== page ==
Skip to comments.Actions of States Like Iowa Brought About RNC Rule Change
Posted on 08/29/2012 10:36:10 PM PDT by iowamark
Even though Ron Paul finished a disappointing third place in the Iowa Caucuses back in January, his supporters made sure to become delegates to the county conventions that were held a few months later in March.
The Paul supporters were still fully engaged when the convention process began in Iowa, even though their candidate had yet to win a contest and had basically stopped campaigning. While they were still engaged, Mitt Romneys supporters were almost absent.
Romneys absence allowed the Paul supporters to go on and dominate everything from State Central Committee elections, to the party platform, to the selection of the delegates to the national convention. Even though many longtime activists didnt like how the Paul supporters conducted themselves, the Paul supporters had operated within the rules that governed the process.
Pauls Iowa supporters may have dominated the county, district, and state conventions in Iowa, but the caucus to convention process does not end at the state level. The process concludes at the national convention, and thats where the Paul domination ended.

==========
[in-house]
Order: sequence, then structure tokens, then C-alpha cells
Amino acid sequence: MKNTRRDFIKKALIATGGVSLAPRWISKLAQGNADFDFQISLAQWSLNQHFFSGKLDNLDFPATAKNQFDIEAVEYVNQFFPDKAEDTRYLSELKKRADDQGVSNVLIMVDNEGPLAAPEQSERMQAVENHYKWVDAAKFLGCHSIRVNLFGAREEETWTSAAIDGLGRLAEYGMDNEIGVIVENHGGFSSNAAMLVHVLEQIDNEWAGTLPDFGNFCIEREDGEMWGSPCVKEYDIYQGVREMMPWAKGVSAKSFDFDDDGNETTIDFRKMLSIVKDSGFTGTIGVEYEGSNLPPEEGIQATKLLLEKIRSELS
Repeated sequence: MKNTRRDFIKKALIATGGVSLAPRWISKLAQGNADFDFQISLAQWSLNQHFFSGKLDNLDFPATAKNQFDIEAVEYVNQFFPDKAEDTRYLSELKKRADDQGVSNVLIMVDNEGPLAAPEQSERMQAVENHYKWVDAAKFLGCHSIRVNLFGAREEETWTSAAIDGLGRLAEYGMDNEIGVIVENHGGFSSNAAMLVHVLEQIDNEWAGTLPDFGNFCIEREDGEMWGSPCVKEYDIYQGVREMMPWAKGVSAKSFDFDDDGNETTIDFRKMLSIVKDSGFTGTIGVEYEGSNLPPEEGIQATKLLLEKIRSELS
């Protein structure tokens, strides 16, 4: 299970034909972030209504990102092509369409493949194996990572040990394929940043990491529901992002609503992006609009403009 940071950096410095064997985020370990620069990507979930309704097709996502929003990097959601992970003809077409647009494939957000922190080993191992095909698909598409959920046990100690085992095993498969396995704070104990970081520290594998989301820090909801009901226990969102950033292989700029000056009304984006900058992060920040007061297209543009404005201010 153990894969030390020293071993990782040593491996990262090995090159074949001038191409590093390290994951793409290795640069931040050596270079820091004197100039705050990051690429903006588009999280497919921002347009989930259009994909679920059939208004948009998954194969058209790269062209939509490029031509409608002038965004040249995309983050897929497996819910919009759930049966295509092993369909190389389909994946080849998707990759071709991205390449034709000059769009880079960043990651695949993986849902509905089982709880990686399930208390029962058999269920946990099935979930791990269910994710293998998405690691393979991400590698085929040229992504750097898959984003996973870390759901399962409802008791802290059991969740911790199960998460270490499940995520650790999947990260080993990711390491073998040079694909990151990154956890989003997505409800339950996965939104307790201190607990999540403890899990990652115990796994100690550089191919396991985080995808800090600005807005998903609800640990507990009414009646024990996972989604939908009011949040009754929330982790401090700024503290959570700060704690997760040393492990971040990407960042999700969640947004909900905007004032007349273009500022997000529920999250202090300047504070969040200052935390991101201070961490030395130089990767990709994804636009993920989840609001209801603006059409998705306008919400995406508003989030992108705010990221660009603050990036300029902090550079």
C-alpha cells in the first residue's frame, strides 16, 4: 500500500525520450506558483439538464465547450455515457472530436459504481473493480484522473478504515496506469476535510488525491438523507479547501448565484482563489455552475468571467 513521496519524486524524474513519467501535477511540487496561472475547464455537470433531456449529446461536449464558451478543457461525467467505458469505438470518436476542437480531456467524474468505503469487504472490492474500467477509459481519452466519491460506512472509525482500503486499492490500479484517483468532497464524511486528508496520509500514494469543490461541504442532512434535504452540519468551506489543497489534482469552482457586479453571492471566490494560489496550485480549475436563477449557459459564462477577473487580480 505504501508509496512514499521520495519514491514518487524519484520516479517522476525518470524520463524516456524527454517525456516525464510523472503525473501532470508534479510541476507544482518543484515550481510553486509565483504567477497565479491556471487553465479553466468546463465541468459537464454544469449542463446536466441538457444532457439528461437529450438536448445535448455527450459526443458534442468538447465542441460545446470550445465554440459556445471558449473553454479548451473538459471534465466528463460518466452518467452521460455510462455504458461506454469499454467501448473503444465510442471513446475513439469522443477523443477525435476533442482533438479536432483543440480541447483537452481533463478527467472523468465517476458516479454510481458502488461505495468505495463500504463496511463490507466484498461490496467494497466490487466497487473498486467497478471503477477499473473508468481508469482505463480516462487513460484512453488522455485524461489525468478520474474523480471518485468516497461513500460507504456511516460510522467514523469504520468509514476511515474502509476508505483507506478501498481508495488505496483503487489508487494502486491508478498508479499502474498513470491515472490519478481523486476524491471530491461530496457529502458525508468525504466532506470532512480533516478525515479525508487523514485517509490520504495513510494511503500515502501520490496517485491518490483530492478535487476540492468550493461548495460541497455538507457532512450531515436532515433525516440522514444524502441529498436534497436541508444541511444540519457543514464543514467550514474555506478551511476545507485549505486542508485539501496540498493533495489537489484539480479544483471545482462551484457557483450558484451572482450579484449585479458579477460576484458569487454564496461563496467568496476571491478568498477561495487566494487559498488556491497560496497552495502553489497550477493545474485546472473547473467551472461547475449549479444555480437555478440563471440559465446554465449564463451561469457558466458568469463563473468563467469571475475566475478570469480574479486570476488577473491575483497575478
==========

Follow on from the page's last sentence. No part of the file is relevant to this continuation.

The refresher on the Paul campaigns emphasis on the caucus to convention strategy is necessary before weighing in on the rule changes that were adopted at the national convention on Tuesday. Iowa GOP Chairman A.J. Spiker, a former paid Paul operative, and Iowas National Committeeman Steve Scheffler, a Paul enabler, are mad as hell at the Romney campaign for the rules changes. What they fail to realize is that the rule changes came about as a response to how the Paul supporters conducted themselves post-caucus.
The first rule change addresses how delegates are selected in future Republican presidential primaries. This new RNC rule basically requires that the delegates from a state reflect the outcome of the caucus or primary results. The new rule also provides the RNC with an enforcement mechanism to ensure that this new rule is followed.